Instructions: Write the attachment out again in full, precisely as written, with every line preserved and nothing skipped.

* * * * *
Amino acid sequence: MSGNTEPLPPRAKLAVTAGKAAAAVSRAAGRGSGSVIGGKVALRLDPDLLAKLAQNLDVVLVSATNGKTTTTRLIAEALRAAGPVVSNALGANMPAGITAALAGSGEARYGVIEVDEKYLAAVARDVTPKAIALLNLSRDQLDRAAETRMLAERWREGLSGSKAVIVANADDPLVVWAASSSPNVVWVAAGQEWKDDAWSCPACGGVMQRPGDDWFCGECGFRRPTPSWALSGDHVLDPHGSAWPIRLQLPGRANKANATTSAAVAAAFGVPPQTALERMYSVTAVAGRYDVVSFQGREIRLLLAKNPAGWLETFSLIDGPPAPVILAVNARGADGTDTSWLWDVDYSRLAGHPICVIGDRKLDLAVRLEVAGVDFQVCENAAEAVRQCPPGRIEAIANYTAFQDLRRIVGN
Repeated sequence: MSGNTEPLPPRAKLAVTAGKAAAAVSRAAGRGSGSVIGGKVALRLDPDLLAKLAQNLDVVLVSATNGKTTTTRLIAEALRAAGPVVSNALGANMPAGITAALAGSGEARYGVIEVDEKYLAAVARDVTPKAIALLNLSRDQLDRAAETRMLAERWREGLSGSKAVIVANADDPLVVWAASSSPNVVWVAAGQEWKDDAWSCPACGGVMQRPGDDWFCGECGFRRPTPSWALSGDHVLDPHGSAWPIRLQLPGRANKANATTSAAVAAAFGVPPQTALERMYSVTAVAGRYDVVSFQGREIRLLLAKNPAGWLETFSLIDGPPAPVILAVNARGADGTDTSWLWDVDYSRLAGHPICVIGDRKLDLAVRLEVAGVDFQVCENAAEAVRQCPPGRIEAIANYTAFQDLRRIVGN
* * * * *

Amino acid sequence: MSGNTEPLPPRAKLAVTAGKAAAAVSRAAGRGSGSVIGGKVALRLDPDLLAKLAQNLDVVLVSATNGKTTTTRLIAEALRAAGPVVSNALGANMPAGITAALAGSGEARYGVIEVDEKYLAAVARDVTPKAIALLNLSRDQLDRAAETRMLAERWREGLSGSKAVIVANADDPLVVWAASSSPNVVWVAAGQEWKDDAWSCPACGGVMQRPGDDWFCGECGFRRPTPSWALSGDHVLDPHGSAWPIRLQLPGRANKANATTSAAVAAAFGVPPQTALERMYSVTAVAGRYDVVSFQGREIRLLLAKNPAGWLETFSLIDGPPAPVILAVNARGADGTDTSWLWDVDYSRLAGHPICVIGDRKLDLAVRLEVAGVDFQVCENAAEAVRQCPPGRIEAIANYTAFQDLRRIVGN
Repeated sequence: MSGNTEPLPPRAKLAVTAGKAAAAVSRAAGRGSGSVIGGKVALRLDPDLLAKLAQNLDVVLVSATNGKTTTTRLIAEALRAAGPVVSNALGANMPAGITAALAGSGEARYGVIEVDEKYLAAVARDVTPKAIALLNLSRDQLDRAAETRMLAERWREGLSGSKAVIVANADDPLVVWAASSSPNVVWVAAGQEWKDDAWSCPACGGVMQRPGDDWFCGECGFRRPTPSWALSGDHVLDPHGSAWPIRLQLPGRANKANATTSAAVAAAFGVPPQTALERMYSVTAVAGRYDVVSFQGREIRLLLAKNPAGWLETFSLIDGPPAPVILAVNARGADGTDTSWLWDVDYSRLAGHPICVIGDRKLDLAVRLEVAGVDFQVCENAAEAVRQCPPGRIEAIANYTAFQDLRRIVGN